Review | Driving Impressions

2014 Land Rover Range Rover Evoque Driving Impressions


Land Rover's Range Rover Evoque uses a 2.0-liter turbocharged four-cylinder engine rated for 240 horsepower and 250 pound-feet of torque. It pulls smoothly and has very little throttle lag. The 9-speed automatic, which includes paddle shifters for manual operation, kicks down quickly for passing.

Acceleration performance is neither lethargic nor particularly quick, but certainly enough to keep up with urban traffic. The 9-speed automatic has four overdrive ratios for loping along at speed, but often you'll need hyper-legal speeds before it engages top gear. The BMW X1 xDrive28i, also with a 240-hp 2-liter turbo four is both quicker and more economical.

Fuel economy is an EPA-estimated 21/30 mpg City/Highway. The BMW X1 xDrive28i is rated 22/33 mpg and Mercedes-Benz GLA250 should split the Evoque and X1.

Evoque's turbocharger builds boost very quickly, so it takes some practice to achieve smooth launches. We also found that it's not too difficult to confuse the computer controlling the 9-speed automatic; its electronic brain seems to balk at abrupt changes in throttle position. These are traits that become transparent to an owner over time, but there's room for improvement here.

In really rough stuff, Evoque's Land Rover credentials shine. With its short front and rear overhangs (i.e., not much vehicle protruding beyond the front or rear axles), the Evoque has far more off-road ability than you might expect based on the looks. The all-wheel-drive system employs a series of differentials and disconnects to maximize economy when grip isn't needed and traction when it is. Off-roading is also aided by the Terrain Response system. It has settings for Mud-Ruts, Grass-Gravel-Snow, Sand and General Driving, and it works with several vehicle systems to help the Evoque conquer almost anything the world throws at it. For example, the throttle is dulled and the transmissions shifts up sooner in Grass-Gravel-Snow, while the throttle is aggressive and the transmission holds gears longer in Sand mode.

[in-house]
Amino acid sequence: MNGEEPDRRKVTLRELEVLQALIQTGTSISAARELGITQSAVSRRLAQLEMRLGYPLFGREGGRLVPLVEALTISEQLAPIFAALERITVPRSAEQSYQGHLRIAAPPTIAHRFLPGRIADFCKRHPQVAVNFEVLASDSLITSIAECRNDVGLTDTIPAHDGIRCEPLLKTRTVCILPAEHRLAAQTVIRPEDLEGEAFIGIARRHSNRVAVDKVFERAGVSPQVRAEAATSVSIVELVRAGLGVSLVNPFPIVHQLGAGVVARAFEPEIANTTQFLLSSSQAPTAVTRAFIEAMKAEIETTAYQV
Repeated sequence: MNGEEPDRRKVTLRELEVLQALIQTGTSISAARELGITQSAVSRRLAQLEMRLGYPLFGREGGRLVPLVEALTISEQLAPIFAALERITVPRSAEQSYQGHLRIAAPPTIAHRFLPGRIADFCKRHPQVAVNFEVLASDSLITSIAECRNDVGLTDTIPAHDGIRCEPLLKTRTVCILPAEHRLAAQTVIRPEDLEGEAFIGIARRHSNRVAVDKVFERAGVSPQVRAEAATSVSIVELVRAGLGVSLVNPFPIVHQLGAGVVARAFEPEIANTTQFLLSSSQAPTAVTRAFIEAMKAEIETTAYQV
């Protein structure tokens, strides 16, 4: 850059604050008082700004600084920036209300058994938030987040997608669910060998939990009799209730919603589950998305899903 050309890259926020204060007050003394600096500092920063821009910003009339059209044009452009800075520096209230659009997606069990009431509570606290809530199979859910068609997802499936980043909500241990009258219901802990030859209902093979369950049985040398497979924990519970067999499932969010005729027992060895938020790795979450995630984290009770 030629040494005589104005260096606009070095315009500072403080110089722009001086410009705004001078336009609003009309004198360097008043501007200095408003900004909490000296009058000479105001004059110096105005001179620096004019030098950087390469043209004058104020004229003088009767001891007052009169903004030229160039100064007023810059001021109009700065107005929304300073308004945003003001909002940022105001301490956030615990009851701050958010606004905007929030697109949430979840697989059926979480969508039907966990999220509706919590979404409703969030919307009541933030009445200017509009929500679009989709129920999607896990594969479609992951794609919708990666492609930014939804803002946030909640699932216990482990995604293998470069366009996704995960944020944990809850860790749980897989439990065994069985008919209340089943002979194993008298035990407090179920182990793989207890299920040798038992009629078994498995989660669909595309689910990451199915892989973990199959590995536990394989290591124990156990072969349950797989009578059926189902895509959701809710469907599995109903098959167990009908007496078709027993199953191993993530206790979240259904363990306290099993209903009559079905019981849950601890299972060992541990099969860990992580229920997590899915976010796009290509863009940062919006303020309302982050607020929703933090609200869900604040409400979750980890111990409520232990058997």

While the Evoque is the most capable off-roader in its class, it isn't as accomplished as the other Land Rover models due to a relatively low ground clearance and less wheel travel (by Land Rover standards), no low-range gearing, and a lack of locking differentials. Also, do not consider a tire stamped M&S (mud and snow) to excel in either condition; the best tires for snow are snow tires, the best tires for mud are mud tires.

The Evoque balances its off-road capability with impressive on-road dynamics. Suspension tuning is firm, and that trait, combined with the rational ride height give the Evoque a lively sense of agility without any apparent sacrifice in comfort. Directional changes are brisk, body roll is limited, brake feel is firm, and the words car-like driving experience certainly apply here. When equipped with the optional adaptive dynamics MagneRide suspension, Terrain Response also includes a Dynamic mode that firms up the shocks in corners to further reduce body lean.

If there's any soft spot in the Evoque's dynamic credentials, it's at the wheel. Range Rover has adopted a new electric-assist steering system that varies effort as a function of speed. It's quick, just 2.5 turns lock-to-lock, but it's also lacking in road feel. That's not a good combination. But it's another of those little quirks that owners adapt to over time.

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